Wednesday, January 27, 2010

Chitty Chitty Bang Bang

Chitty Chitty Bang Bang by Ian Fleming. 1964*. Random House. 160 pages

Most motorcars are conglomerations (this is a long word for bundles) of steel and wire and rubber and plastic, and electricity and oil and gasoline and water, and the toffee papers you pushed down the crack in the backseat last Sunday.

This is a children's book about a magical car named Chitty Chitty Bang Bang. It stars an eccentric family by the name of Pott. Commander Caractacus Pott (explorer, inventor), his wife, Mimsie, and their eight-year-old twins Jeremy and Jemima. After selling his Crackpot Whistling Candies to the Skrumshus candy factory, the family has enough money to buy a car. They could have bought any car--they certainly were rich enough now--but Commander Pott wanted a special car, a unique car, so he bought one that would take some work. He bought the car that would become Chitty Chitty Bang Bang. Owning this car will lead to a few adventures.

How does the book compare with the movie? Well, they have very little in common. For example, they take poor Mimsie out all together and add in a 'Truly Scrumptious' who will ultimately prove the love interest to this lonely not-so-old widower. Now was that very nice to kill off the poor kids' mother? (Grandpa is also a movie addition.) Besides changing characters, the movie also changes plenty when it comes to the plot, the story. Chitty Chitty Bang Bang does transform into a boat and plane (when necessary) and there is promise of so much more in the book as to what it could do. It's truly a magical car in the book. With a mind of its own. In the movie, the "magical" aspects are really just found in the story-sequence. I have a few little problems with the story-sequence in the movie.**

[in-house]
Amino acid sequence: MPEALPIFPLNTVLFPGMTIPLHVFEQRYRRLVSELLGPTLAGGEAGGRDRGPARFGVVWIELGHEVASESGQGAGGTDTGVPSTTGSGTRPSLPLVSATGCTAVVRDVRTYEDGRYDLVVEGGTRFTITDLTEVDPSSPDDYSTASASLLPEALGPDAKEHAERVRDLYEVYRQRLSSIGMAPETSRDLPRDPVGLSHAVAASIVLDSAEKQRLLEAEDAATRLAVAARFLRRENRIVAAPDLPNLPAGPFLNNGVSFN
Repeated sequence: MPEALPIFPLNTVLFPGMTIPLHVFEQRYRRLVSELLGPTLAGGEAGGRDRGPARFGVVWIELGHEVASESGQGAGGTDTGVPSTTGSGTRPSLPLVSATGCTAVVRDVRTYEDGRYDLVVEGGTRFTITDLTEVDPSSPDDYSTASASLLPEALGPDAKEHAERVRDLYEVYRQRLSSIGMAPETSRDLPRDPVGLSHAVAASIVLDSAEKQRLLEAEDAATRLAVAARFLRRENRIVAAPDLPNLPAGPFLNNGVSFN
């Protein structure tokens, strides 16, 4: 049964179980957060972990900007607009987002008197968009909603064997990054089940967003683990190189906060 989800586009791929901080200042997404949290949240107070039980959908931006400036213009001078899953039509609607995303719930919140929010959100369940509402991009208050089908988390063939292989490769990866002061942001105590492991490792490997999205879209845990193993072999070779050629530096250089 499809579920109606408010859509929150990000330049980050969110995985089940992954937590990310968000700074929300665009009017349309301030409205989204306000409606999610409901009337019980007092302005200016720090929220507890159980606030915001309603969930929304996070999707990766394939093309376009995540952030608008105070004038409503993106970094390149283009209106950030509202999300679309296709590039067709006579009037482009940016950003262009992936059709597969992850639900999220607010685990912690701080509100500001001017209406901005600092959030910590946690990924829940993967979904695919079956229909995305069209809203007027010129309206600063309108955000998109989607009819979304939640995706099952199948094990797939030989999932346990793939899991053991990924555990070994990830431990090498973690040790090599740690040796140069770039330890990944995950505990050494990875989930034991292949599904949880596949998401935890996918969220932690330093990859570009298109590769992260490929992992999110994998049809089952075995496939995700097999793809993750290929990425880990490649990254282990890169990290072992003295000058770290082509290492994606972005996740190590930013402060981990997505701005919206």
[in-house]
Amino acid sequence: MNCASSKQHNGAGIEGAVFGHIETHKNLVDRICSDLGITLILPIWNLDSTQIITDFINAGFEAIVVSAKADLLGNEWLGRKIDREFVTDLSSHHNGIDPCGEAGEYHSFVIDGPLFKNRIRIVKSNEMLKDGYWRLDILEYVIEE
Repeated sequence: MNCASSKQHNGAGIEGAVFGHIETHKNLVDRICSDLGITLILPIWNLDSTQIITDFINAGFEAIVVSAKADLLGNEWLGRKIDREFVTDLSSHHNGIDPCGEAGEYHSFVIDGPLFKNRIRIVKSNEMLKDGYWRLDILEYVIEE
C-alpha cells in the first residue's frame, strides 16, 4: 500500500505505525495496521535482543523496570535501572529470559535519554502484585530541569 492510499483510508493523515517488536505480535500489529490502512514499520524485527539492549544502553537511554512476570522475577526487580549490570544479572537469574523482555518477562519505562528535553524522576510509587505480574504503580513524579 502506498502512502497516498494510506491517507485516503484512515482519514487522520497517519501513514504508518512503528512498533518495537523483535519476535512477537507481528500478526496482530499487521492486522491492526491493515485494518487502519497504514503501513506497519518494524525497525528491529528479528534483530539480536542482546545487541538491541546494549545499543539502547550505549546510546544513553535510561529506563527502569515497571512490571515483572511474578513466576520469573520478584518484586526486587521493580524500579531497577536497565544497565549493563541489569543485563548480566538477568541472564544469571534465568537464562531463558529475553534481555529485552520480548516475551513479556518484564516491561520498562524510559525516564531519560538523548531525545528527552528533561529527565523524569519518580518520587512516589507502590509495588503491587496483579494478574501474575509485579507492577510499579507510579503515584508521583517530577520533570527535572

I liked the book a bit better than the movie.

I read this book for the Read the Book, See the Movie challenge.

*This edition published 2003, the new cover art is by Brian Selznick. The inside illustrations are by Ian Cunliffe.
**Like the fact that Caractacus Potts is telling this story. And he conveniently writes in a love song for Truly to sing about how much she loves him.

© Becky Laney of Becky's Book Reviews


Katie Edwards said...

I have never read the book of this but have glanced through it in a bookstore and was very surprised to see how little I recognised. I have to agree that the "Lovely lonely man" song does not fit in a story that Pott(s) is telling to his children - and the lady who is supposed to be singing it. That would surely cause a lot of embarrassment?

Brittanie said...

When I worked in a daycare with kindergarten students they loved this movie. We watched it multiple times. I did not know there was a book though. :)

Alyssa F said...

I actually didn't like this book much, but I think that it is because the movie is so beloved to me. I grew up with it, so it's one of those "I'm blind to it's faults things" I guess.